You’ve heard it a million times—“make sure to stay hydrated”—and if you’re a summer athlete than you’ve heard it even more. There seems to be a fascination with dehydration and the serious risks that come along with it, but you can have too much of a good thing.
According to Andy Blow, co-founder and Sports Scientist at Precision Hydration and a Red Bull High Performance partner, athletes and avid exercisers are most concerned with avoiding dehydration, but in reality over-hydration is actually a much more common problem.
"This can be especially problematic if athletes drink excessive amounts of low sodium fluids over several hours, usually immediately before and during an event and end up diluting the levels of sodium in their blood," says Blow "If it goes unchecked, this can result in hyponatremia, a potentially deadly condition where the brain swells due to having to absorb excess fluid from the blood."
Hyponatremia (also called water intoxication) doesn’t usually happen to healthy young people, but athletes taking in a lot of water in a short period of time run a high risk. A study published in the New England Journal of Medicine found that “hyponatremia occurs in a substantial fraction of non-elite marathon runners and can be severe.”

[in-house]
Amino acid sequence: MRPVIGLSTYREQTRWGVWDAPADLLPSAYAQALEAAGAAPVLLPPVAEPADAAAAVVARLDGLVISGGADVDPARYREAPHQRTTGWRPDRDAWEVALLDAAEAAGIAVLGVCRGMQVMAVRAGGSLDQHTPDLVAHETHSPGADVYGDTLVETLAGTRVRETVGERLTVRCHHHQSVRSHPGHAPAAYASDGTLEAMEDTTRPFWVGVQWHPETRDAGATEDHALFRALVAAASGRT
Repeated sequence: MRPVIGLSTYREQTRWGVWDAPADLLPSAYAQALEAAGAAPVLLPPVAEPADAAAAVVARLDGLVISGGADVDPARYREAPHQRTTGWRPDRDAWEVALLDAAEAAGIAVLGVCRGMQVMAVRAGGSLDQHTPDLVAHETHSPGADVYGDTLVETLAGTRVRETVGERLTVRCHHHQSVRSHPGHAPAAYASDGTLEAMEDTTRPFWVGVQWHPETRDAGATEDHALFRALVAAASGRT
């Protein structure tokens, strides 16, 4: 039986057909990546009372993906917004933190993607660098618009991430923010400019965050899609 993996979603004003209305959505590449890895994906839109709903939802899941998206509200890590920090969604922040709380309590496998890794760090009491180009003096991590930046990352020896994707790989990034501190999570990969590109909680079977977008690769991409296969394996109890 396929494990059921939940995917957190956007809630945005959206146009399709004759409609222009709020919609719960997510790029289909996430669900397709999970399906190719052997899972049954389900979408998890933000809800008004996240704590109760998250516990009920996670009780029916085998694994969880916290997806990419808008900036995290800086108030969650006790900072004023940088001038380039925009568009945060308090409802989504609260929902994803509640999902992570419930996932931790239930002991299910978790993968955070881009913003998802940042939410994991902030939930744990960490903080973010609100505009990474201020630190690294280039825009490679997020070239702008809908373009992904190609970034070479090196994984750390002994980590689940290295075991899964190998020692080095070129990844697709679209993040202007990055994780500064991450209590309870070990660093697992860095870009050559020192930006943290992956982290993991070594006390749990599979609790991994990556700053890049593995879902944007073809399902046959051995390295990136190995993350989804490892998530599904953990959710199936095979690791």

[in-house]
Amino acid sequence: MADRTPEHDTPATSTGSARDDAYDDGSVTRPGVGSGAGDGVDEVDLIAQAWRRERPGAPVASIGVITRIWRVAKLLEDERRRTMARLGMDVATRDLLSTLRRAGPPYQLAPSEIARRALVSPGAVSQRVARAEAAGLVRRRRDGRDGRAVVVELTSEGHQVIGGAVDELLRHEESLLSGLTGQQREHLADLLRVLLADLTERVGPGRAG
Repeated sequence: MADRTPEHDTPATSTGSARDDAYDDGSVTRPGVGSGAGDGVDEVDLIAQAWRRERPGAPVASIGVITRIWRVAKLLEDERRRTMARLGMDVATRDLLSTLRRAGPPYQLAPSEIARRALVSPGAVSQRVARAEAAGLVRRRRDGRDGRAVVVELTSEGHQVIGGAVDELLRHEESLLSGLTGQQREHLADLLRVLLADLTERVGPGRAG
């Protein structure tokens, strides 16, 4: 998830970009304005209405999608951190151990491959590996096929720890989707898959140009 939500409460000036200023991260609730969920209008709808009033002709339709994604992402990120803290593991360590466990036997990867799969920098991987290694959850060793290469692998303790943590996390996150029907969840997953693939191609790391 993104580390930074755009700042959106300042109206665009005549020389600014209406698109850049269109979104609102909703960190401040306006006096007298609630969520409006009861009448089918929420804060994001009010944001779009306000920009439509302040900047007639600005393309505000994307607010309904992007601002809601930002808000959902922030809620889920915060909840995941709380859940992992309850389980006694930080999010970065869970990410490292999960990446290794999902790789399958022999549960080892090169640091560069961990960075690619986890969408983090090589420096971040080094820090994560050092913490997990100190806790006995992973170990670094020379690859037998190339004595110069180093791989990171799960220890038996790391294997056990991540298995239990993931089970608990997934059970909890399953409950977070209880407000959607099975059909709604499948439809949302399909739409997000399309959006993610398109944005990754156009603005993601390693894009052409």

Athletes competing for hours at a time, especially in the summer heat tend to drink way more than they need, throwing their sodium levels off and creating a big problem. Without enough sodium to regulate fluid levels, the excess water seeps into the cells and causes swelling. When that swelling gets to your brain you need to seek immediate medical help, doctors can reduce swelling using salt water.
Another tricky part of hyponatremia is the list of symptoms and that’s because they mirror symptoms of heat stroke. With hyponatremia, you can be hot, sweaty, you might have a headache and sometimes there is nausea and vomiting—all things you might see in someone suffering from heatstroke. The major way to tell the difference is to know how much water you’ve had.
The best way to avoid over-hydrating, though, is simply to drink when you’re thirsty. If you're getting ready for a fitness event or an intense training session you can increase your fluid intake slightly and start the day before.
"In the final 48 hours before events and big training sessions we advise a lot of athletes to increase their fluid intake by an extra 500-750 ml or so on top of their normal intake with some extra sodium in it to help the body absorb more of this additional fluid without diluting the blood," says Blow.